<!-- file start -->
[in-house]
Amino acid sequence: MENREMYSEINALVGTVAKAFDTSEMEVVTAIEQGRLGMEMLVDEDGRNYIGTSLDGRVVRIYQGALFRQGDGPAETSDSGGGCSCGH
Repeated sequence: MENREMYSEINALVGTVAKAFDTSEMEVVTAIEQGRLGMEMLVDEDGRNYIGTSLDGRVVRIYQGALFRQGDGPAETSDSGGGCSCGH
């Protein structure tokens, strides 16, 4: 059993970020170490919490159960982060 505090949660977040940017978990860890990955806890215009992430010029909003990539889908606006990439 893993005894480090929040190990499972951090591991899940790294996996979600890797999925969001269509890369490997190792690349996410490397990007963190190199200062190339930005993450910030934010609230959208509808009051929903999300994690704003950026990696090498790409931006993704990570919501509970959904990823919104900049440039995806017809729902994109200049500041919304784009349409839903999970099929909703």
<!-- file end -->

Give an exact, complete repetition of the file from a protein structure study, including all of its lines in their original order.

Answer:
[in-house]
Amino acid sequence: MENREMYSEINALVGTVAKAFDTSEMEVVTAIEQGRLGMEMLVDEDGRNYIGTSLDGRVVRIYQGALFRQGDGPAETSDSGGGCSCGH
Repeated sequence: MENREMYSEINALVGTVAKAFDTSEMEVVTAIEQGRLGMEMLVDEDGRNYIGTSLDGRVVRIYQGALFRQGDGPAETSDSGGGCSCGH
């Protein structure tokens, strides 16, 4: 059993970020170490919490159960982060 505090949660977040940017978990860890990955806890215009992430010029909003990539889908606006990439 893993005894480090929040190990499972951090591991899940790294996996979600890797999925969001269509890369490997190792690349996410490397990007963190190199200062190339930005993450910030934010609230959208509808009051929903999300994690704003950026990696090498790409931006993704990570919501509970959904990823919104900049440039995806017809729902994109200049500041919304784009349409839903999970099929909703």